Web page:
DEP calculates health benefits of reduced air pollution; methodology questioned
By Timothy Puko
Published: Tuesday, Feb. 12, 2013, 5:24 p.m.
Pennsylvania's air quality improvement resulted in $14 billion to $37 billion in annual public health benefits, in part because of a shift to more natural gas power generation, state environmental officials said on Tuesday.
Environmental groups immediately questioned the figures.
The state mandated that gas producers and pipeline companies provide data about pollutants and tallied air impacts as part of an effort to judge air pollution resulting from the gas drilling boom. The industry's primary pollution comes from ozone-causing nitrogen oxides and carbon monoxide — more than 23,000 tons per year combined — but is less than 9 percent of what other industries produce, according to the data.
Replacing coal with natural gas to generate electricity provided large reductions in overall pollution, the state Department of Environmental Protection said. The DEP calculated drastic reductions in pollution statewide and billions of dollars of public benefits from fewer sick days, fewer hospital and doctor visits, and longer lives.
Environmental groups questioned the DEP's methodology behind the calculations. The Garfield-based Group Against Smog and Pollution wrote the agency about drilling and processing companies it left out. The agency didn't create a uniform method for companies to measure and report data, said George Jugovic Jr., leader of Citizens for Pennsylvania's Future.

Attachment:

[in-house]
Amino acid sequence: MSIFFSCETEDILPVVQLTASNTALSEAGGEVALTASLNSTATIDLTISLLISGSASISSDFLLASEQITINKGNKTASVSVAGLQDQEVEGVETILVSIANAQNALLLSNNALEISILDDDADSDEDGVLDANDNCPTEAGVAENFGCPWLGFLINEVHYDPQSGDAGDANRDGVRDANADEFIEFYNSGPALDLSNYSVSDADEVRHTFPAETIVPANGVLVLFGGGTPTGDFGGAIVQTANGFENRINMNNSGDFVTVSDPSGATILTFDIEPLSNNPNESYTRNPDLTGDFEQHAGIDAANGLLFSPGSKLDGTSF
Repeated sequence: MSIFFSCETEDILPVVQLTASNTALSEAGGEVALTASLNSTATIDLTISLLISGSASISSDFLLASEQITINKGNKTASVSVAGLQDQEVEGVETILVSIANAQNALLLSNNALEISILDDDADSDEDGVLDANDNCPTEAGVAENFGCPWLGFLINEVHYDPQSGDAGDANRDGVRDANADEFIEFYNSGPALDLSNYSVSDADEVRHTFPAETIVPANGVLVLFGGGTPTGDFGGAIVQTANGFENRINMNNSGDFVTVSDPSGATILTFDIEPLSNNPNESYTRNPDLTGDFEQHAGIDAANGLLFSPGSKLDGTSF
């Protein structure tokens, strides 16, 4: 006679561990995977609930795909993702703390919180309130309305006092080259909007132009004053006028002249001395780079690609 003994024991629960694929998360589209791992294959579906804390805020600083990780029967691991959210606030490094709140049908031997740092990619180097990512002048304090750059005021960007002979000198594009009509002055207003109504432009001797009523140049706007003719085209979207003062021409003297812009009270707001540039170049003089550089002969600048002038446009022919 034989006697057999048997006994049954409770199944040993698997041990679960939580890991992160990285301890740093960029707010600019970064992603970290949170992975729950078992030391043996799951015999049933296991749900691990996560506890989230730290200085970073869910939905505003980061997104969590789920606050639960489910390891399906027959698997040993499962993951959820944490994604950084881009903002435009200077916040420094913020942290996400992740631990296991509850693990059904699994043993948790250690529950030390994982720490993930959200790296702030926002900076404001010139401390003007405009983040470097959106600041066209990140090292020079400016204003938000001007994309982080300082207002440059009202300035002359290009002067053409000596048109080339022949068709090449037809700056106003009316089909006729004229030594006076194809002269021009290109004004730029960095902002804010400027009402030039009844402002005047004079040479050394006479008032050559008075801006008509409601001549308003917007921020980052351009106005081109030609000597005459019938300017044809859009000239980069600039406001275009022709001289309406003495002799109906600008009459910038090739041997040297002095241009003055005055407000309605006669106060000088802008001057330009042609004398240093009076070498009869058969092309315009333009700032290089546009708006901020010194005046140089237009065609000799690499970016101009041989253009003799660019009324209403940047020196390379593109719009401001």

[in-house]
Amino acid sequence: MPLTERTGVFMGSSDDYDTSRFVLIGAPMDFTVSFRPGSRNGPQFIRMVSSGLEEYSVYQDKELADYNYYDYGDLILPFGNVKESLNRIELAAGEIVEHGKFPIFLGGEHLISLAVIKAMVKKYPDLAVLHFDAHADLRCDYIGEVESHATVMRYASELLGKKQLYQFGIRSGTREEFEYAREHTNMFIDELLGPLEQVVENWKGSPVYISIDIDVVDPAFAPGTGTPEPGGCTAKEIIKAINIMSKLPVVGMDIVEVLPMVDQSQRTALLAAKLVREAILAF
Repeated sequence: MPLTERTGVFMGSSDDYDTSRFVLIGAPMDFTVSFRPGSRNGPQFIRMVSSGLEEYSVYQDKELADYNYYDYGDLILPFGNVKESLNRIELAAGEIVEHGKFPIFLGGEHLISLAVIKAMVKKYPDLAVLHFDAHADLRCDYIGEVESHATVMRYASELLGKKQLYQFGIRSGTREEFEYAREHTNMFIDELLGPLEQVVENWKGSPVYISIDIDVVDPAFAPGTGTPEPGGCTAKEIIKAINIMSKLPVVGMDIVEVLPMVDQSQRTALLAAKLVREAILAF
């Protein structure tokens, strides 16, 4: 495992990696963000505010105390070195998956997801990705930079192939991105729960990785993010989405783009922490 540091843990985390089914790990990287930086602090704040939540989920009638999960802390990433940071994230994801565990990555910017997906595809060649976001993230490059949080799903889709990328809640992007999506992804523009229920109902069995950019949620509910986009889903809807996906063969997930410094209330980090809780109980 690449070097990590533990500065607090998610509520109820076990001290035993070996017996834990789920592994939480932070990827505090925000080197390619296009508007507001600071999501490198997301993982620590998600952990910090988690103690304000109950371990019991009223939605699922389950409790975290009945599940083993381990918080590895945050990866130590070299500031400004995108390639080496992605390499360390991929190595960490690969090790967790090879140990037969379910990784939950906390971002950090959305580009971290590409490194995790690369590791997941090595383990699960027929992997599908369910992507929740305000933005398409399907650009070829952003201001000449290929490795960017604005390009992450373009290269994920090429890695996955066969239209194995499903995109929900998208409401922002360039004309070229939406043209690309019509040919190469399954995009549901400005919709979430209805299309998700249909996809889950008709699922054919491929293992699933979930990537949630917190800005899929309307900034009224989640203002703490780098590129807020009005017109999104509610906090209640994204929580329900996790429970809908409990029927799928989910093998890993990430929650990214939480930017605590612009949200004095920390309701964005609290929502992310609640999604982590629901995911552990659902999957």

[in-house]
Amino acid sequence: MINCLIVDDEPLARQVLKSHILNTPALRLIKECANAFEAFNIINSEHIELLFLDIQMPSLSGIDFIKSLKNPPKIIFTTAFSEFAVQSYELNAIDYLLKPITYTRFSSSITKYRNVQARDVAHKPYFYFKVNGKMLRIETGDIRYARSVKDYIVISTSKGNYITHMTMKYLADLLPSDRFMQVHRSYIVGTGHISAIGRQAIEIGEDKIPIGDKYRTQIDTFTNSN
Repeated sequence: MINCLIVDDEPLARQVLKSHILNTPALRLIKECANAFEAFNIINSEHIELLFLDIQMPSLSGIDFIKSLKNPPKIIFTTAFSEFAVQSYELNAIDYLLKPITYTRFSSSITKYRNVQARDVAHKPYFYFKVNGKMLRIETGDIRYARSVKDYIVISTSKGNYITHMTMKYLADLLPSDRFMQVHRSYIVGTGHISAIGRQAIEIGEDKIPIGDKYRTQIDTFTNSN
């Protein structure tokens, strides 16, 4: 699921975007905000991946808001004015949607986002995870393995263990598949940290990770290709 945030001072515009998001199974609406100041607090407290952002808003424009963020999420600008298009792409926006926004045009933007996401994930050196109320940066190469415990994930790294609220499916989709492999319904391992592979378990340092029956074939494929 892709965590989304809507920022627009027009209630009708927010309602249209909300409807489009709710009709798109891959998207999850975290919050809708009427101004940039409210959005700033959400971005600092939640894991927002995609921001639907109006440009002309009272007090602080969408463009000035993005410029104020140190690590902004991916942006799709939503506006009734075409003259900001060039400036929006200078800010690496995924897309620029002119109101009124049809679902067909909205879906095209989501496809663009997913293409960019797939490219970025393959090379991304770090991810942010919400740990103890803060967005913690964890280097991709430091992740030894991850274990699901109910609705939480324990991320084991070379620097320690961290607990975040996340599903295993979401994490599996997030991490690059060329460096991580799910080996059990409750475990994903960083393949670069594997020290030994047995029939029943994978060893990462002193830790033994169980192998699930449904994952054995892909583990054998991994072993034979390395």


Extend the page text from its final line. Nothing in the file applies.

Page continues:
It “is a bit like telling two people to measure the amount of water in a bathtub without knowing that one was using a bucket and the other a ruler,” Jugovic, a former DEP official, said in an email. “How do you know the margin of error unless you know the accuracy and precision of how the numbers were derived?”
There are several ways to calculate emissions, depending on each company's technology, DEP spokesman Kevin Sunday said. All were verified through other regulatory efforts and the department gave each company the flexibility to use what's best, Sunday said.
“The results are valid,” Sunday said.
The department made the emission data available online at bit.ly/SPZ7mP.
Timothy Puko is a staff writer for Trib Total Media. He can be reached at 412-320-7991 or firstname.lastname@example.org.
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